TRANSITS: Minimal to Mayhem, his fifth full Navona Records release, is an abridged sequence of five works from a set time and concrete place that maps composer Sergio Cervetti’s creative progression over four decades of composing.
Written in 2013, Concertino for piano, woodwinds and timpani is a rowdy and raucous array of South American rhythms tempered by a tender quote from Gustav Mahler’s Kindertotenlieder. One of Cervetti’s last minimalist works, Exiles (1980), was created on the Synclavier and begins with a slow piano rendition of a melodic theme from the Uruguayan patriotic song Mi Bandera, which is soon overwhelmed by electronic textures. In contrast, Guitar Music (the bottom of the iceberg) is an early minimalist work for solo guitar from 1975 that is an experiment with “restricted pitch-classes” and a nuanced tour-de-force with a soupçon of flamenco.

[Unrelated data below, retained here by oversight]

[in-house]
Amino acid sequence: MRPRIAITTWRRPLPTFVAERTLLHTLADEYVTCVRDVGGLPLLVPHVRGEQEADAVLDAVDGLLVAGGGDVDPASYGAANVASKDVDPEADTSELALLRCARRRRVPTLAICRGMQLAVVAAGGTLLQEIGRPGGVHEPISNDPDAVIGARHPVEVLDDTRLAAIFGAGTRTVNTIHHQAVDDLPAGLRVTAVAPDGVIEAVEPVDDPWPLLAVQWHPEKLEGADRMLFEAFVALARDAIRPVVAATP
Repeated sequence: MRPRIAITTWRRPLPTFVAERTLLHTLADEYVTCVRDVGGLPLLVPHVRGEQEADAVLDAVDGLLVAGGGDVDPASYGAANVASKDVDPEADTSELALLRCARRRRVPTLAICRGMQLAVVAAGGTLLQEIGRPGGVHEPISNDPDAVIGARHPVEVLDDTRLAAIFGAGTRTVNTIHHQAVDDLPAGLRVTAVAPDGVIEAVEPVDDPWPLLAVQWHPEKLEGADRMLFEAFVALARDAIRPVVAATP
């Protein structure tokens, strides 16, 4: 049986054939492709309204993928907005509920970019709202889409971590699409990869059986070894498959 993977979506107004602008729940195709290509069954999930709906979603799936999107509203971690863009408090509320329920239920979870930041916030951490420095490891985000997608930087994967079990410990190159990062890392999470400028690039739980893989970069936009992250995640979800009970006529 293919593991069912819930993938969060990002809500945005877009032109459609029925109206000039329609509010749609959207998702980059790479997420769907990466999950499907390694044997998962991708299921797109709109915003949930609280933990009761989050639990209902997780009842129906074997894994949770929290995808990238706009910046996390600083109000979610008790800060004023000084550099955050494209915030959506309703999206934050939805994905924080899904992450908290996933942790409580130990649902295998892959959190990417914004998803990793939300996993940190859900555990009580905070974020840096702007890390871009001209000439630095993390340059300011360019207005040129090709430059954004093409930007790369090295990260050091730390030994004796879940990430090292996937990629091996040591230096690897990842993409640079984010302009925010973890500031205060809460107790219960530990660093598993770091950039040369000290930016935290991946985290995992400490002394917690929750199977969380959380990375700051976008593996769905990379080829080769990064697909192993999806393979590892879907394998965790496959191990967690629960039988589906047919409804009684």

The two works that complete TRANSITS are based on the history and culture of the Río de la Plata where Cervetti was born and raised. El Río de los Pájaros Pintados (1979) seamlessly integrates the bandoneón with electronics, its title being the Spanish translation of the native Guarani Indian word “Uru-Guay” meaning “The River of the Painted Birds.” Candombe for Orchestra is the 1996 orchestration of Candombe for Harpsichord (1984), both works indebted to a Uruguayan national dance of African origin designated by UNESCO as an intangible cultural treasure.